COLUMBUS, OH: Bishop Jefferts Schori talks to VirtueOnline
By Hans Zeiger
COLUMBUS, OHIO (6/19/06)-VirtueOnline caught up Monday morning with the Rt. Rev. Katherine Jefferts Schori, Bishop of Nevada and Presiding Bishop-elect of the Episcopal Church. The previous afternoon Bishop Jefferts Schori became the first woman elected to the highest post of the 2.2 million member denomination and the first woman primate in the global Anglican Church's history.
It was around 7:30am this morning, and Jefferts Schori had arrived early to her meeting of the Ministry Committee in a back-hallway conference room. As I wandered the halls seeking out a meeting of the Social and Urban Affairs Committee, I stumbled into the room where stood the tall and dignified lady who will soon lead the Episcopal Church.
She was neatly dressed in elegant garb a bit more becoming a woman than the pomposities worn of most bishops at this concourse. Yet she wore not the apparent high of a victor having just headlined the top news of the world.
I approached her and introduced myself, congratulating her upon election. "Thank you," she said with a delicate smile in an air at once of magnanimity, grace, and the calculated smoothness becoming of a monarch.
I asked for an interview. "Quickly," she said. "I must get ready for my meeting."
I began by inquiring into her favorite Bible verse. "Isaiah 61," she replied. "I suppose that isn't a single verse, but it is my favorite." It is the mission of Christ, and it is the divine platform of social justice. The 75th General Convention of the Episcopal Church approved its budget priorities last week, placing "Justice and Peace" at the head of the list. "Justice and Peace" includes the eight Millennium Development Goals prepared by the United Nations, which aim to eradicate poverty and ensure universal education.
For as Isaiah declares, "The spirit of the Lord GOD is upon me, because the LORD has anointed me; He has sent me to bring glad tidings to the lowly, to heal the brokenhearted, To proclaim liberty to the captives and release to the prisoners."
It is a spirit that deeply inspires Katherine Jefferts Schori.
When I asked her favorite hymn, she told me, "Sweet, Sweet Spirit."
The hymn was written by Doris Akers, a popular Gospel choir leader and singer in the middle of the 20th Century.
There's a sweet sweet spirit in this place
And I know that it's the spirit of the Lord
There are sweet expressions on each face
And I know that it's the presence of the Lord
Sweet Holy Spirit Sweet heavenly dove
Stay right here with us
Filling us with your love
And for these blessings
We lift our hearts in praise (hearts in praise)
Without a doubt we'll know that we have been revived When we shall leave this place So I asked the Bishop of Nevada what the role of the Holy Spirit is in the 75th General Convention.
"To keep us on our toes," she said, "sometimes off center, sometimes to give us a sense of comfort, and to keep us aware that God is always doing a new thing. When we become confident that we are absolutely too certain, maybe it is time to be concerned."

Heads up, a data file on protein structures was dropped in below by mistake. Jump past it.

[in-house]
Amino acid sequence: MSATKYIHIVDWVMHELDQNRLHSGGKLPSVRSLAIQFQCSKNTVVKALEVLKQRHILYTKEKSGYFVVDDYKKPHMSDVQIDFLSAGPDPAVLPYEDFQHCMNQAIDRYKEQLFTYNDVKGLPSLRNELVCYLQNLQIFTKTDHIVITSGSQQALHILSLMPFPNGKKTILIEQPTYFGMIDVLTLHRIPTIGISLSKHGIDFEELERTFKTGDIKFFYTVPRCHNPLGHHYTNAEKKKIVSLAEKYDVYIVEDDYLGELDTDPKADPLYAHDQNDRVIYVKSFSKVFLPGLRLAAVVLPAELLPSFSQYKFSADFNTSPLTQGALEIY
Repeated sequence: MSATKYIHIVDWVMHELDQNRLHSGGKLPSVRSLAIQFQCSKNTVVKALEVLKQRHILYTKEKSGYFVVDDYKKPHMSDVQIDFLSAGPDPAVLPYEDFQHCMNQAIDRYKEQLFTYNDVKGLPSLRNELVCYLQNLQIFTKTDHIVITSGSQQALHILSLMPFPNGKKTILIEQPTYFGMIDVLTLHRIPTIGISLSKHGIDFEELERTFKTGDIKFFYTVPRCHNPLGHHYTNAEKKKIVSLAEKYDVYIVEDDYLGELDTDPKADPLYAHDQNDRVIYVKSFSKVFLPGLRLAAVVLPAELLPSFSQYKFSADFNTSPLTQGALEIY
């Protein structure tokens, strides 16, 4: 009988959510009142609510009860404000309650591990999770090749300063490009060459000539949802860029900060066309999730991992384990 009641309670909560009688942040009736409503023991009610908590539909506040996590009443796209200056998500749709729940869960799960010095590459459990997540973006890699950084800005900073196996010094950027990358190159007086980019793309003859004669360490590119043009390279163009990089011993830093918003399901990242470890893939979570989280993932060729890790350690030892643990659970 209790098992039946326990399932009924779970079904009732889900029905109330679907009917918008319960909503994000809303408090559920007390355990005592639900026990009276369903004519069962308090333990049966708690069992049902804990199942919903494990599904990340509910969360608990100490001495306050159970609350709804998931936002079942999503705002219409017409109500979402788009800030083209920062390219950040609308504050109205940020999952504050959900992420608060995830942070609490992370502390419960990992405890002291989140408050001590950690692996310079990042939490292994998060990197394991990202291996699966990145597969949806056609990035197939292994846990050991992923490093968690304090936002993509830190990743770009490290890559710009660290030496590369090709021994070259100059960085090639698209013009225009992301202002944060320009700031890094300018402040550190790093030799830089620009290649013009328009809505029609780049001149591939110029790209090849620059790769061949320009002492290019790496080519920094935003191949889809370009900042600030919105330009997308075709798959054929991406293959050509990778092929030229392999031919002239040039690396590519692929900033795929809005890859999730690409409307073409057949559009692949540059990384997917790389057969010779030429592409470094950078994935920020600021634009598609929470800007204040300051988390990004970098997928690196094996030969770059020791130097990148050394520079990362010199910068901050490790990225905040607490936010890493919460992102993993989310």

There is, underlying the idea about the Holy Spirit that seems to predominate in the Episcopal Church-what classical Anglican writer Dr. Peter Toon has called the New Episcopal Church-a fervent relativism. Reality changes. Confidence in certain things is dangerous. Red flags must rise on the occasion of assurance.
It comes of an understanding of humanity and of the creation deeply impacted by the Darwinian theory of evolution. Mankind evolves, and so does truth, and so do the necessities of life.
Bishop Jefferts Schori is an evolutionist, not only in philosophy and theology, but in her training and career. She studied the evolution of squids and octopi as an oceanographer. And as a priest and bishop, Jefferts Schori affirms the changing nature of God's spirit in the creation.
I asked her about how her work in the theory of evolution impacts her theology of the Holy Spirit. "I believe in mystery and I believe God is always at work," she said. "Evolution is no problem for me. That's how I understand creation occurring."
To many clergy and laymen in Columbus this week, evolutionary theology means that Biblical truths are superceded by the higher truths of contemporary revelation. Homosexual conduct may not have been moral in the time of the Apostles, goes the reasoning. But surely it is moral today.
So Bishop Jefferts Schori went North on Front Street from the convention hall on Friday, just two days before her election, and turned left on Gay Street. She entered the doors of the historic Trinity Episcopal Church, founded in 1817 by the great presiding bishop Philander Chase. There she joined in a Eucharist sponsored by the homosexual lobby Integrity with over 1,000 gay and pro-gay Episcopalians.
So I asked her why she went. "I went to church," she said.
"And do you have second thoughts about having gone?" If she hadn't second thoughts, she might violate her own principle. She would be confident in a certain belief. So what did the Presiding Bishop-elect of the Episcopal Church say?
"I never have second thoughts about going to church."
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